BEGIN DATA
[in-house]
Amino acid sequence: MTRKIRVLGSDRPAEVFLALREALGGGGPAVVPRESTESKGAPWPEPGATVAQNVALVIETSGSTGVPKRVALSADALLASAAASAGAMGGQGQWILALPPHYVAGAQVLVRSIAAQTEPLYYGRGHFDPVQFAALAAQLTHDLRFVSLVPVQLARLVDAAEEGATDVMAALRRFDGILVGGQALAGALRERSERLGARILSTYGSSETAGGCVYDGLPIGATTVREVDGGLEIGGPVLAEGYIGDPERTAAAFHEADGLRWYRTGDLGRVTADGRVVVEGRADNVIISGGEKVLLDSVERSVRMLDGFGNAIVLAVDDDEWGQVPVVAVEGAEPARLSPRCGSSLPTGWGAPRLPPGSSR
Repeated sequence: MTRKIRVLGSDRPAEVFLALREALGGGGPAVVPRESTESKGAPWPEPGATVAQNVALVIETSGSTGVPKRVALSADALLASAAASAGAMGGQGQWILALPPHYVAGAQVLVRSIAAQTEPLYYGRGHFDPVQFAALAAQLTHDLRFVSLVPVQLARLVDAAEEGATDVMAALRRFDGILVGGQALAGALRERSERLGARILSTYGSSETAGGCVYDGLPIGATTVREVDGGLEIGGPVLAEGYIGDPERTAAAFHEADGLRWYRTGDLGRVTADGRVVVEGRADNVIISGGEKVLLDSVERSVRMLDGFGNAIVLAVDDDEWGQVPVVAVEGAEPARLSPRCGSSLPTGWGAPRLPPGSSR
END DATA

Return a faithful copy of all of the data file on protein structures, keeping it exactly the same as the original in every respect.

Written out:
[in-house]
Amino acid sequence: MTRKIRVLGSDRPAEVFLALREALGGGGPAVVPRESTESKGAPWPEPGATVAQNVALVIETSGSTGVPKRVALSADALLASAAASAGAMGGQGQWILALPPHYVAGAQVLVRSIAAQTEPLYYGRGHFDPVQFAALAAQLTHDLRFVSLVPVQLARLVDAAEEGATDVMAALRRFDGILVGGQALAGALRERSERLGARILSTYGSSETAGGCVYDGLPIGATTVREVDGGLEIGGPVLAEGYIGDPERTAAAFHEADGLRWYRTGDLGRVTADGRVVVEGRADNVIISGGEKVLLDSVERSVRMLDGFGNAIVLAVDDDEWGQVPVVAVEGAEPARLSPRCGSSLPTGWGAPRLPPGSSR
Repeated sequence: MTRKIRVLGSDRPAEVFLALREALGGGGPAVVPRESTESKGAPWPEPGATVAQNVALVIETSGSTGVPKRVALSADALLASAAASAGAMGGQGQWILALPPHYVAGAQVLVRSIAAQTEPLYYGRGHFDPVQFAALAAQLTHDLRFVSLVPVQLARLVDAAEEGATDVMAALRRFDGILVGGQALAGALRERSERLGARILSTYGSSETAGGCVYDGLPIGATTVREVDGGLEIGGPVLAEGYIGDPERTAAAFHEADGLRWYRTGDLGRVTADGRVVVEGRADNVIISGGEKVLLDSVERSVRMLDGFGNAIVLAVDDDEWGQVPVVAVEGAEPARLSPRCGSSLPTGWGAPRLPPGSSR